Wildfires are just one of the emergencies detailed in the Fraser Valley Regional District’s emergency management plan, which was recently audited by the auditor general of local government. (Kim Piper photo)

Wildfires are just one of the emergencies detailed in the Fraser Valley Regional District’s emergency management plan, which was recently audited by the auditor general of local government. (Kim Piper photo)

FVRD emergency plan only ‘partially meeting’ expectations, says auditor

Regional district says they are already working on shortfalls in emergency management

A performance audit of the Fraser Valley Regional District’s emergency management plans and programs found that the regional district had some foundational elements of an emergency management program, but many aspects of it were not developed or only partially developed, said Gordon Ruth, auditor general for local government (AGLG).

“I was pleased to see the Fraser Valley Regional District beginning to make some changes to its emergency management program in anticipation of our audit,” Ruth said, “and I hope our report will assist the regional district to continue strengthening its emergency management program.”

An 88-page report on the audit’s findings was released Thursday, and it includes 15 recommendations for the regional district.

It says the audit found that the regional district only partially met the expectations included in the AGLG audit objectives and needs to take steps to significantly strengthen its emergency management and business continuity practices to be better prepared for potential emergencies.

In response, FVRD has noted that it has already taken steps to address the recommendations in the report.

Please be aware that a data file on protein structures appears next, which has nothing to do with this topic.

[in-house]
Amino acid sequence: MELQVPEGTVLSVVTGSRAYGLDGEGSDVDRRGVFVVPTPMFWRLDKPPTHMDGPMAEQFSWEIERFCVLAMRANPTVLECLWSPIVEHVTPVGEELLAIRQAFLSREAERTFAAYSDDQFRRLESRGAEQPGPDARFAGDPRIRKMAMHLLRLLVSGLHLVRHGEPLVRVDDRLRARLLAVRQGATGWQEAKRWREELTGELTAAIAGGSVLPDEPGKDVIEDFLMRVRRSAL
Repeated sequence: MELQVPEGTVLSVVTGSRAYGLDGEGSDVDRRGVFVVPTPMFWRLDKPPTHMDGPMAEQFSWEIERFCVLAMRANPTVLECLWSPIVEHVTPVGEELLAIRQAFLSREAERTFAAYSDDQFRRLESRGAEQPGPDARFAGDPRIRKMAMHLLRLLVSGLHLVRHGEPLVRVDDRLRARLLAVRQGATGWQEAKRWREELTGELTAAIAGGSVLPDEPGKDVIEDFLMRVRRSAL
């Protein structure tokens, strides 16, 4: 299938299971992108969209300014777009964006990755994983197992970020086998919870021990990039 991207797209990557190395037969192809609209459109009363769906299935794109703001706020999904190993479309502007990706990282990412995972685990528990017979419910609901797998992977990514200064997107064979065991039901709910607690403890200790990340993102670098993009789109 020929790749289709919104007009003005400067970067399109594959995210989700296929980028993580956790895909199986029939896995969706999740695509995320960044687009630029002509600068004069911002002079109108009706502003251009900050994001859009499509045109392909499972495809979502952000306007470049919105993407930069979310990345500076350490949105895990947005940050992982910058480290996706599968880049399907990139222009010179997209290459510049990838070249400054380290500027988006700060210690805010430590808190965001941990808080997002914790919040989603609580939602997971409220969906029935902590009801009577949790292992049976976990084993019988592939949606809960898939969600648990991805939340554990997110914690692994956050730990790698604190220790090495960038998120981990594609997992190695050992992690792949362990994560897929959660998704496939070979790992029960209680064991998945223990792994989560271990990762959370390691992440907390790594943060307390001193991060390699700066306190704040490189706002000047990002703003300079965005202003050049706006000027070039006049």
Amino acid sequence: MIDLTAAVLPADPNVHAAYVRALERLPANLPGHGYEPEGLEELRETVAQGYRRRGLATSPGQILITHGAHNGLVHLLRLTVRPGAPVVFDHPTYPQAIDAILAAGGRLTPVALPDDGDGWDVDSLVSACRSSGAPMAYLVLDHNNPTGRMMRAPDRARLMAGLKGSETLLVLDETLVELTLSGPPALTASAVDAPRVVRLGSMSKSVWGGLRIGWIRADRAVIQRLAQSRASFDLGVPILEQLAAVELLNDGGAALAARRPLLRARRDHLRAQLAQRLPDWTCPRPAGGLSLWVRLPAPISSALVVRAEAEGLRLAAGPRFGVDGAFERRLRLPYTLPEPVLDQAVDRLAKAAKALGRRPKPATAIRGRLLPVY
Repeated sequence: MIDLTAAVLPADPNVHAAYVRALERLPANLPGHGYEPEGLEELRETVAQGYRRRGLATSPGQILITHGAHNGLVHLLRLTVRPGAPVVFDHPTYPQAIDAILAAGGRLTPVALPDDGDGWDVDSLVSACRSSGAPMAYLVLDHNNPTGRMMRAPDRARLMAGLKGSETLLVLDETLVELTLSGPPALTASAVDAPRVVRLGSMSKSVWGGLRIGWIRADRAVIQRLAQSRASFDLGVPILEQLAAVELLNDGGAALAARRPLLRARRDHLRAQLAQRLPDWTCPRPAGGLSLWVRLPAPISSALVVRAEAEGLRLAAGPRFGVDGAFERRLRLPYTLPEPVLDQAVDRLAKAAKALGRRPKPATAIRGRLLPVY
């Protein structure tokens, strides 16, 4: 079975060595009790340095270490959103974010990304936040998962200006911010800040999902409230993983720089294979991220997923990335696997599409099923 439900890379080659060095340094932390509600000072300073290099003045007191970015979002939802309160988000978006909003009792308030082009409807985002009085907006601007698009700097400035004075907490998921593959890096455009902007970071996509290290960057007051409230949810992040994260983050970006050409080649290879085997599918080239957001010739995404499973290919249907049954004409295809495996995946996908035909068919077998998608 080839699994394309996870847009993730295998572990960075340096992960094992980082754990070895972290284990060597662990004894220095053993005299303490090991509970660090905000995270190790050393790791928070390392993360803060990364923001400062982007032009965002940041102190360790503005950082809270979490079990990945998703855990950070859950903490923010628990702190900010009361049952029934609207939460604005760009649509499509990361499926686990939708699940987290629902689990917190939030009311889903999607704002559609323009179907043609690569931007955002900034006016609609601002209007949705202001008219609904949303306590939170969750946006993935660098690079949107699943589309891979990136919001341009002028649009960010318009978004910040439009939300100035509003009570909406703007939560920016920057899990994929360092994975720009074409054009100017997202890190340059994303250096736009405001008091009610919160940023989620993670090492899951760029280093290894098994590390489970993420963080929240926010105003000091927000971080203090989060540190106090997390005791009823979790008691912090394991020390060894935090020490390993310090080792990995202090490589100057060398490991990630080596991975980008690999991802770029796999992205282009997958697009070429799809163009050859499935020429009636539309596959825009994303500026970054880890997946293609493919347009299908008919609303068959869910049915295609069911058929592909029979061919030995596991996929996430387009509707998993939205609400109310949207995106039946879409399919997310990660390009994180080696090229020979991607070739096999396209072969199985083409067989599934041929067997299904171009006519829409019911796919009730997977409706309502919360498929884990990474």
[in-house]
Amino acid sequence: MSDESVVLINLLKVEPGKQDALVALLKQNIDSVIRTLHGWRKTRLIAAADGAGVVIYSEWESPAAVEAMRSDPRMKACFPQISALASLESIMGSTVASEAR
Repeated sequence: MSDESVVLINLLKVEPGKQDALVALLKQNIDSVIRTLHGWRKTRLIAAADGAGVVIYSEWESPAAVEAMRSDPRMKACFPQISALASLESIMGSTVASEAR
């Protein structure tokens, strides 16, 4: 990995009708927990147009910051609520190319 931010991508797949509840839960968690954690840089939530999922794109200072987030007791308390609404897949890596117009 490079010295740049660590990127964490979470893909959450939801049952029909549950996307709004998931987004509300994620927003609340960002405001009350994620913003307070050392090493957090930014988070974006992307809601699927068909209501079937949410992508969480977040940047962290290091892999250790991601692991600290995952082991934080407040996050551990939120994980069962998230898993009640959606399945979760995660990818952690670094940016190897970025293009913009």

The audit report identifies specific areas where the regional district should take action, including ensuring that its emergency management program is fully compliant with the Local Government Act and provincial emergency management regulations. The report also recommends that the regional district develop a strategic and cohesive approach to emergency management and business continuity that is supported by revised or new bylaws and comprehensive plans.

Emergency management is a shared responsibility of all levels of government and its importance has been demonstrated in recent years, as various B.C. communities have dealt with the impacts of flooding and wildfires, as well as increasing concern for coastal communities about tsunami preparedness. Provincial legislation provides local governments with direction on emergency management and is currently being updated by government.

“Given the increasing importance of emergency management and business continuity planning at the community level, I hope all B.C. local governments will review this report and use it to help focus their own efforts to enhance their emergency management practices,” Ruth said. “Emergency management is particularly essential for local governments, given the fundamental nature of many of their services that may be affected by emergencies, such as drinking water, wastewater, roads, protective services and others.”

The report’s 15 recommendations to the Fraser Valley Regional District cover areas ranging from statutory requirements and governance to emergency planning, resourcing, training, exercising and testing emergency plans, raising public awareness and continuously improving its emergency management program.

This is the AGLG’s fourth report on emergency management in local governments. Reports have previously been released on the emergency management activities of the Capital Regional District, Town of Sidney and District of Mission.

The Fraser Valley Regional District’s performance audit report is available on the AGLG’s website: www.aglg.ca.

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